Casework is a manufactured, box-shaped assembly used for display or storage. There are many different types of casework; common types include base, wall, tall, counter, shelving, and storage, any of which can modular or floor- or wall-mounted. Modular casework is composed of freestanding units that are not attached to the building structure; examples include floor- and wall-mounted casework. Modular casework units can be moved or reconfigured with relative ease. Casework is commonly installed in banks, hotels, residences, schools, libraries, laboratories, hospitals, churches, and offices.
Manufactured from metal, wood, and plastic, casework is assembled using a structural skeleton frame. The rectangular or box-shaped skeleton frame can have a face frame or be frameless, and includes an exposed exterior, semi-exposed interior and concealed surfaces. Casework components will vary depending on the intended use. Shelving, drawers and/or doors are used in casework to allow for storage and access.
Hardware is installed on the drawers and doors to permit opening and closing. Hardware is available in various finishes, styles, and types, and commonly includes pulls, rails, and hinges. Application specific hardware is also available, such as locksets and lazy susans. Common finishes include: polished chrome, oil rubbed bronze, satin nickel, brushed nickel, stainless steel, zinc polished brass, antique brass, polished brass and antique copper. Countertops cover base casework to provide a work surface, and may include an integral sink, depending on the countertop material. Each countertop material has advantages and disadvantages,and must be carefully selected to fit specific applications. Materials used for countertops include concrete, metal, wood, plastic, stone and simulated stone.
Casework used in residential applications, such as kitchens, bathrooms or laundry rooms, are commonly called cabinetry and are available in three different quality levels: stock, semi-custom and custom. Custom cabinetry is built according to project-specific specifications and is usually referred to as "architectural wood casework". Semi-custom and stock cabinetry are the more popular types of residential casework, readily available through home improvement stores and material suppliers. All three quality levels offer a variety of sizes, shapes, styles, materials and finishes.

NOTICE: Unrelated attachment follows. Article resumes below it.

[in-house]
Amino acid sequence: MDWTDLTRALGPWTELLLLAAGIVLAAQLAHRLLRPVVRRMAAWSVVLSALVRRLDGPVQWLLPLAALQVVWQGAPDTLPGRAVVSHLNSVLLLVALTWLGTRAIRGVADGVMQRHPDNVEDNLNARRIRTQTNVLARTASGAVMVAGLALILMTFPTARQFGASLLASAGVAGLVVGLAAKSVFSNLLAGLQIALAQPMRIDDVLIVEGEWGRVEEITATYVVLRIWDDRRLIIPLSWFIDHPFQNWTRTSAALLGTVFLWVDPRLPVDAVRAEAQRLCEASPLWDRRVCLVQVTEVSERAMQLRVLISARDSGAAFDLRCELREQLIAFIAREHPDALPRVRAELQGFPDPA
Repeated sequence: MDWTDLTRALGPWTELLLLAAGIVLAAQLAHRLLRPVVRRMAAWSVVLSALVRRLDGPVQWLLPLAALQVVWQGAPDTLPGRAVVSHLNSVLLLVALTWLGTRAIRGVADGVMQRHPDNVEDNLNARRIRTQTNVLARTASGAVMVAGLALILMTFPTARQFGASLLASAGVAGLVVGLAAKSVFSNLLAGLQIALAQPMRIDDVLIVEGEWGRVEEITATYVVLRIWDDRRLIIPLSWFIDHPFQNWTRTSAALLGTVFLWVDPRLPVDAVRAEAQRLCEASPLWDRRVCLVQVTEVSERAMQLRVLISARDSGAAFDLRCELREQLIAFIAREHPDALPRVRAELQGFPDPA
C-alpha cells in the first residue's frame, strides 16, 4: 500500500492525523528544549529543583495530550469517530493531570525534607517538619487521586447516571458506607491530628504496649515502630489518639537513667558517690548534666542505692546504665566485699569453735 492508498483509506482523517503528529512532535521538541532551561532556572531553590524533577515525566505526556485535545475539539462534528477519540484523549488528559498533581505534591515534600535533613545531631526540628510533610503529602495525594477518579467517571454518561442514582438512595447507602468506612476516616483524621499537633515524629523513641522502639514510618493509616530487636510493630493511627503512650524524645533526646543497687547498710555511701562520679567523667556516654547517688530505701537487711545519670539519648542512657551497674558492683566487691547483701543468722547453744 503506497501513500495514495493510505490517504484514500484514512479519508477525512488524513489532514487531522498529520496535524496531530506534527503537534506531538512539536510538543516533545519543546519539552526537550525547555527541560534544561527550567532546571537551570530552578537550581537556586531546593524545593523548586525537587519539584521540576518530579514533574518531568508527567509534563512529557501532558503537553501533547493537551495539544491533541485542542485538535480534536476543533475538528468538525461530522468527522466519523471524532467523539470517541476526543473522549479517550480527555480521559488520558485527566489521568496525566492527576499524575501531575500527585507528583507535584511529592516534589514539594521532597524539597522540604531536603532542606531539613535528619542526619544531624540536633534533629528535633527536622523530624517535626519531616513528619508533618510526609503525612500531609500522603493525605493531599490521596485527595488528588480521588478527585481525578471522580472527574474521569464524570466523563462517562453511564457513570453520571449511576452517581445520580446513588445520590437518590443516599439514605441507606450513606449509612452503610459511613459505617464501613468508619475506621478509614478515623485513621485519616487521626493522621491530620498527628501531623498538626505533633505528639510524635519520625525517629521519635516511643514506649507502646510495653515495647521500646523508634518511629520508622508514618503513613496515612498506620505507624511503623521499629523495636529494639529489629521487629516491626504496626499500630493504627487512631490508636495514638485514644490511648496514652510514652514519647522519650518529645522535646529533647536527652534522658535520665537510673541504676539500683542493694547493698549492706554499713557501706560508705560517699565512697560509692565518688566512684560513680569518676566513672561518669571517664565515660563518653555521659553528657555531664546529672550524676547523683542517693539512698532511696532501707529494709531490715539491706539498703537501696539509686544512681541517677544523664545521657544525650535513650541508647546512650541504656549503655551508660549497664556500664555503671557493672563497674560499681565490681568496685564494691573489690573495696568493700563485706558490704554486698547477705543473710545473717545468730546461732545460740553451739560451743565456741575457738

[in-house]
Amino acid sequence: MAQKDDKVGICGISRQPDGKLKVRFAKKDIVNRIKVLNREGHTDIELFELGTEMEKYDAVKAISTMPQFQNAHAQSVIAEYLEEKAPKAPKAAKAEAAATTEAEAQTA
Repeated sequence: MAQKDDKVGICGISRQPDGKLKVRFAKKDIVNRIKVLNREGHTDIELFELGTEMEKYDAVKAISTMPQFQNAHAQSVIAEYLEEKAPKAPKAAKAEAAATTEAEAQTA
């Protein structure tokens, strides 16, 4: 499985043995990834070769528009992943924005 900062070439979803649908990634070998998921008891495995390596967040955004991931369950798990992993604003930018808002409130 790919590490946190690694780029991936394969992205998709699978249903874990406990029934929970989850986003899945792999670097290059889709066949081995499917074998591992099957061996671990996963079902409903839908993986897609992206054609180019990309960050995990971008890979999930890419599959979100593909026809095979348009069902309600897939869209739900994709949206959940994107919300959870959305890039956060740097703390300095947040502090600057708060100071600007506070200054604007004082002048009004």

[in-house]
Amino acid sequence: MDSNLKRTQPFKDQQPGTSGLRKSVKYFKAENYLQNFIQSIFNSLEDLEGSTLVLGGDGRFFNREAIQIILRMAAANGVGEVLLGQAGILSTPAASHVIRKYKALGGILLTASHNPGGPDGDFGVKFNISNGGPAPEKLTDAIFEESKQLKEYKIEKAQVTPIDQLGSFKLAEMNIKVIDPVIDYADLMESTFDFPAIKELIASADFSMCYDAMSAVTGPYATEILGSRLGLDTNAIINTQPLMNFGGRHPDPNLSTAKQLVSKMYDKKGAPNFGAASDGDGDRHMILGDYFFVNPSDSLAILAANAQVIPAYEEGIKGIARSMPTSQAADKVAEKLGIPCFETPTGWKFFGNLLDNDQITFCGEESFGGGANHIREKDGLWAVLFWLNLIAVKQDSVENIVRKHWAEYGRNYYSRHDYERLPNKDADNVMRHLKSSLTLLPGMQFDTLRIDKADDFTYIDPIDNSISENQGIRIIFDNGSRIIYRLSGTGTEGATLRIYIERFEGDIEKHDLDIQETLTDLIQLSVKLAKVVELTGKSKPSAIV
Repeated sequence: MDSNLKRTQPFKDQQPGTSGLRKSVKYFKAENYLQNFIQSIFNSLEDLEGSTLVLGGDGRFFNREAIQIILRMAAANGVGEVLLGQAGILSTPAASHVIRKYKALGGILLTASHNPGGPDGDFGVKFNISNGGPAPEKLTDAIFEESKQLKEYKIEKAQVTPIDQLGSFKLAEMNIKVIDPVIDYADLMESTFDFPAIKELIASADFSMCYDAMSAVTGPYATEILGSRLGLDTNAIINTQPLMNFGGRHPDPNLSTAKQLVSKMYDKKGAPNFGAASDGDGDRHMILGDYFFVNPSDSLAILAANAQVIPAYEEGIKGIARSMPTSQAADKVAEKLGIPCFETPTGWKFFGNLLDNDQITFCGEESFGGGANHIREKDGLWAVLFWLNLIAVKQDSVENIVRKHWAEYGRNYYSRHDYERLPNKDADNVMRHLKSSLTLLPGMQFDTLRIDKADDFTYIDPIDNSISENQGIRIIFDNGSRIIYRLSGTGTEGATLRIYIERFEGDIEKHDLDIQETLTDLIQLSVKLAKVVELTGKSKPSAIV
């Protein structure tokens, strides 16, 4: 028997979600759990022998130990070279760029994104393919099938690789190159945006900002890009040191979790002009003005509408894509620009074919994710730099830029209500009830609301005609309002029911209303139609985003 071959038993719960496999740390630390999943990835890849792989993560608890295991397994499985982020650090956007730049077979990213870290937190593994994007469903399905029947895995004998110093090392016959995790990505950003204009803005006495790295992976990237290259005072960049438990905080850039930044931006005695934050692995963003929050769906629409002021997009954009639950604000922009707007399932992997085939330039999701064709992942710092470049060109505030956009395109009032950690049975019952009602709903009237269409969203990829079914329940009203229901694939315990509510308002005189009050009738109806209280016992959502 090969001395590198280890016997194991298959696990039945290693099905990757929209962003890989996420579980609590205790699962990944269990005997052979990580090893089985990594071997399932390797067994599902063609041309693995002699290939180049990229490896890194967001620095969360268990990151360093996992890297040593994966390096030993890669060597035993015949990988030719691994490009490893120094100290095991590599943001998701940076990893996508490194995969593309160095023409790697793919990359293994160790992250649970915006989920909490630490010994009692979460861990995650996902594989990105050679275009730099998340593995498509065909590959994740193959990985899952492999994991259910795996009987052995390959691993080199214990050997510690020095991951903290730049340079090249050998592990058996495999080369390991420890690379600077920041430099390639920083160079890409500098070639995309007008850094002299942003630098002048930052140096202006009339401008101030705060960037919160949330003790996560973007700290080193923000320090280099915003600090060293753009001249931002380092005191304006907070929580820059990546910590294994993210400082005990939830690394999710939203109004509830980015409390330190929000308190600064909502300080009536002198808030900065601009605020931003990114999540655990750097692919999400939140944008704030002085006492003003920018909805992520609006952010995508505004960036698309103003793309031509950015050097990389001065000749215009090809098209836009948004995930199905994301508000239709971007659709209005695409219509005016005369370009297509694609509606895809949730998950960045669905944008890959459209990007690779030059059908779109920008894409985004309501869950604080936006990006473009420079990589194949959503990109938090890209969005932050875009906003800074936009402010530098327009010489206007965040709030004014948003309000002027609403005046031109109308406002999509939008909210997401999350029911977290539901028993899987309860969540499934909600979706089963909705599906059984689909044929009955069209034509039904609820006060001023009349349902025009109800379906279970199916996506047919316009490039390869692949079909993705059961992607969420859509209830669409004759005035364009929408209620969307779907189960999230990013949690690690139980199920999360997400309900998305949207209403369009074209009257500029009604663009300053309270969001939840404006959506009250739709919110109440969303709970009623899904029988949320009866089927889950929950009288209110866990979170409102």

Casework installed in other types of buildings is application specific, and is available in four different quality levels: economy, custom, premium and laboratory. Economy casework is produced to meet the basic requirements at the lowest cost. Custom casework is a high-quality product used in residences, schools and commercial buildings. Premium casework is produced to surpass the highest quality requirements and is more expensive than custom casework. Laboratory casework also surpasses the highest quality requirements, incorporating high material resistance characteristics that allow its use in applications where chemicals are often used. All four quality levels offer a variety of sizes, shapes, styles, materials and finishes.
Casework comes with many different options to suit specific application needs or individual styles. Many manufacturers produce casework or cabinets. They may specialize in project-type specific casework or produce a more generic product. While there are industry standard dimensions for casework, custom sizes are also available, and depending on the intended users, casework may be required to comply with the Americans with Disabilities Act (ADA).